Barn siding is a simple way to give your home an authentic rustic farmhouse look. They come in many types of siding and can provide a great look for homes in places with moderate climates, as extensive harsh weather can lead to expensive maintenance. While you can get new barn siding that have an aged look, most people prefer authentic barn boards. There are countless boards on the market that have many good years left in them.
Basics Of Barn Siding
The most traditional type of barn siding is made of wooden boards. Cedar, hemlock, oak, and spruce are common. Most traditional boards are vertical wood siding, although some are horizontal. As this is a costly material, real board siding is mainly used for restoration projects and very small structures. There are many simulated wood products that look and feel like genuine board siding. Barn siding can come in a wide array of materials, colors, and styles. Whether you are looking for an antique look or a more modern vibe, there is a choice out there that will meet your needs. Each structure has unique needs.
Barn Siding Prices
Barn siding ranges in price from $4 to $12 psf, fully installed.
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Barn Siding Options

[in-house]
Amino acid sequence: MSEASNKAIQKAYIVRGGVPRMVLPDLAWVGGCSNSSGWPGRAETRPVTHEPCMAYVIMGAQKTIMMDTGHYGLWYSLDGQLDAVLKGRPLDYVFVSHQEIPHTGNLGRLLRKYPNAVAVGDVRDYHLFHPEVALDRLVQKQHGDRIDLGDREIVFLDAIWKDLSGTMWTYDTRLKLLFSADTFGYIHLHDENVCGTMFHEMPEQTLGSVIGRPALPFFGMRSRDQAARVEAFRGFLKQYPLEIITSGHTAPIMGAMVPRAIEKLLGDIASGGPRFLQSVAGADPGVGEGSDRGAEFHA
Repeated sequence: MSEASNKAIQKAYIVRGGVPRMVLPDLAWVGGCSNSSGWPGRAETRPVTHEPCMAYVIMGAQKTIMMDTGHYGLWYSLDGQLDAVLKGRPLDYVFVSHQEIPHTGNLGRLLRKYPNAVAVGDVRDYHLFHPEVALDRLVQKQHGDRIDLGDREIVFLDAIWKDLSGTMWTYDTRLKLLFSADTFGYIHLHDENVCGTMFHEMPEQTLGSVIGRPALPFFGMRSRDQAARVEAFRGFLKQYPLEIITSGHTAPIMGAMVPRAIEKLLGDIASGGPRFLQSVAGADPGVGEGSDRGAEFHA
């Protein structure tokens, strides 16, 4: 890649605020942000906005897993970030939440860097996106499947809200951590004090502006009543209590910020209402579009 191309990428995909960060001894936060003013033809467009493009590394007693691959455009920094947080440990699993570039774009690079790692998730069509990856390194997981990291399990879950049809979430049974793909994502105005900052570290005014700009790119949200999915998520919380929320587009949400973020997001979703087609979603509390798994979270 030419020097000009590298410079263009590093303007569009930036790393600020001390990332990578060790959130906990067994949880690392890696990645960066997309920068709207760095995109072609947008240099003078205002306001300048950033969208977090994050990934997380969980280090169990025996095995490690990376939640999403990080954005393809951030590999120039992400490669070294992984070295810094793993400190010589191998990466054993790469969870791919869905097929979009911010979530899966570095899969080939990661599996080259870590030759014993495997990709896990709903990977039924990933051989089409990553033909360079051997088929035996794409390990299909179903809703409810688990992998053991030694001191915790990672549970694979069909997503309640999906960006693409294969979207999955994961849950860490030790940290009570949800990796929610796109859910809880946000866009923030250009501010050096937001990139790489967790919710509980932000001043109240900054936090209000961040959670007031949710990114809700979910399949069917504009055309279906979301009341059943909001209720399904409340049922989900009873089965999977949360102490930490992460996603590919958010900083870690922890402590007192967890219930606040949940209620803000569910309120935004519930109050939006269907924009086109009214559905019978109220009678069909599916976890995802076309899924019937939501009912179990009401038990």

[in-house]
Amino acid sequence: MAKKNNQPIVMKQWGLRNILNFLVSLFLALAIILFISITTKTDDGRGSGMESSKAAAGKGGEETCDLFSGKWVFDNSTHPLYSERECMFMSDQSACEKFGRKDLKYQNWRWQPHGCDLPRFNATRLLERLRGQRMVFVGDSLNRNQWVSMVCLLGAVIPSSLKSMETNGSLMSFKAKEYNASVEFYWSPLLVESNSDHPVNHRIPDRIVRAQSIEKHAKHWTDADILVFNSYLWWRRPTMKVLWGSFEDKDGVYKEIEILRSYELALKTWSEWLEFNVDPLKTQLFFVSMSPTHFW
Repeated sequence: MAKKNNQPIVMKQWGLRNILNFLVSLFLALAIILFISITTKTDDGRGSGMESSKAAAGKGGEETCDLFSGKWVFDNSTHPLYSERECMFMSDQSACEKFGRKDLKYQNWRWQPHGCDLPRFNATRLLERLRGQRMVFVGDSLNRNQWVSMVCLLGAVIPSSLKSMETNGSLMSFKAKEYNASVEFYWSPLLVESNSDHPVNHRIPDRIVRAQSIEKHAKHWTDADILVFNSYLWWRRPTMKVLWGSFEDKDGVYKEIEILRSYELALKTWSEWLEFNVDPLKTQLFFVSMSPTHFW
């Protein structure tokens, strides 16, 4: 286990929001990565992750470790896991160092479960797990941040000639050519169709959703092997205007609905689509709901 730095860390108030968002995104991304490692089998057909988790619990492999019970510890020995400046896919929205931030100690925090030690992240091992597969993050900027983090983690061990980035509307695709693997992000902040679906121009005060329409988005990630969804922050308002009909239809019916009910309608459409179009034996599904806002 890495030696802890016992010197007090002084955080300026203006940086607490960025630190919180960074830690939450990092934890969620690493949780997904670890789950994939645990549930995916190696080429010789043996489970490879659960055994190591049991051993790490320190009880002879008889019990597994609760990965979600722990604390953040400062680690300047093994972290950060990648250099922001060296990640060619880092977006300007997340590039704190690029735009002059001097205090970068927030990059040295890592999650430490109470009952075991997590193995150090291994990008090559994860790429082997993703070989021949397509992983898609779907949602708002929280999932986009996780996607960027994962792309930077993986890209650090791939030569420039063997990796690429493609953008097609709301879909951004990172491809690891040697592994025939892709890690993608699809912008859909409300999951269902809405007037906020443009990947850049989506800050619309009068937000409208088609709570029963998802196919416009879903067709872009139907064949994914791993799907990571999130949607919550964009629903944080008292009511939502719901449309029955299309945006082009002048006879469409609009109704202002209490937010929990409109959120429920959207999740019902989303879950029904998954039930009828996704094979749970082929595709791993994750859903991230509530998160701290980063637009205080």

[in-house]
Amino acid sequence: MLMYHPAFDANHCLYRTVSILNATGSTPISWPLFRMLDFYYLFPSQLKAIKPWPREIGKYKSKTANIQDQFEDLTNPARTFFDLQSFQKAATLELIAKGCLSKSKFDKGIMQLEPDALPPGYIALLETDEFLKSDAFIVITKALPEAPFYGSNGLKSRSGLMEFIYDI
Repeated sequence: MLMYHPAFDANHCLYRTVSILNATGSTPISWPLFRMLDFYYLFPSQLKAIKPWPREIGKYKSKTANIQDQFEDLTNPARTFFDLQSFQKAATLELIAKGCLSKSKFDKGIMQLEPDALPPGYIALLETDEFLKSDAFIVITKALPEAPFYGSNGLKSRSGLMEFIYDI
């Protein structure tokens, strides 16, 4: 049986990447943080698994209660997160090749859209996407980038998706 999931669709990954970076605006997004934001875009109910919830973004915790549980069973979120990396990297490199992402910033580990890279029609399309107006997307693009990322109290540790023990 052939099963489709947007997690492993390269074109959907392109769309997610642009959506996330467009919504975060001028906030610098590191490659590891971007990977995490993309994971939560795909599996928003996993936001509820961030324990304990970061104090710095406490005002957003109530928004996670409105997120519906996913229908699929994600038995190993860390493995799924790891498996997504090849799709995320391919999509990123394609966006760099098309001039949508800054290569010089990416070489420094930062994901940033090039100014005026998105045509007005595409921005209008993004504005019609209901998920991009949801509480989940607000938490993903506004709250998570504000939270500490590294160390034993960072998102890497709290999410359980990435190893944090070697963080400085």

Modern barn siding is usually metal. Early metal siding rusted when left unpainted, but new materials are coated to prevent rust. Various widths and lengths of metal siding are easy to cut and install and come in a variety of colors and finishes. The reasonable cost and versatility make this a popular choice.
The last major type of barn siding is wood shingle siding. Usually made from cedar or redwood, shingles can come in various sizes but are usually 24″. High quality wooden shingles can last for many decades. The primary drawbacks to wood shingles is cost and labor. Each shingle is attached individually making for a very expensive and time consuming process. The materials are also much more costly than most siding types. The beauty and authenticity may be worth the cost.
Plywood is another common material for barn siding. It’s often used to get an authentic wood look at a much lower price. Plywood must be painted to avoid warping and cracking due to moisture. Although plywood is easy to install and relatively inexpensive, it isn’t suitable for hot and humid climates. Even painted plywood can crack and become susceptible to rot.
Vinyl siding is becoming more common on barns. Used on homes and other buildings for many years, vinyl has become more popular as a barn siding. Unlike most other materials, vinyl is not strong enough to provide structural support and is purely decorative. The need for an underlying supportive surface can negate the low cost of vinyl when compared to other materials. However, the durability and ease of maintenance of vinyl is a huge selling factor. It can be found in virtually any pattern and color, is easy to install, and holds up well in any climate.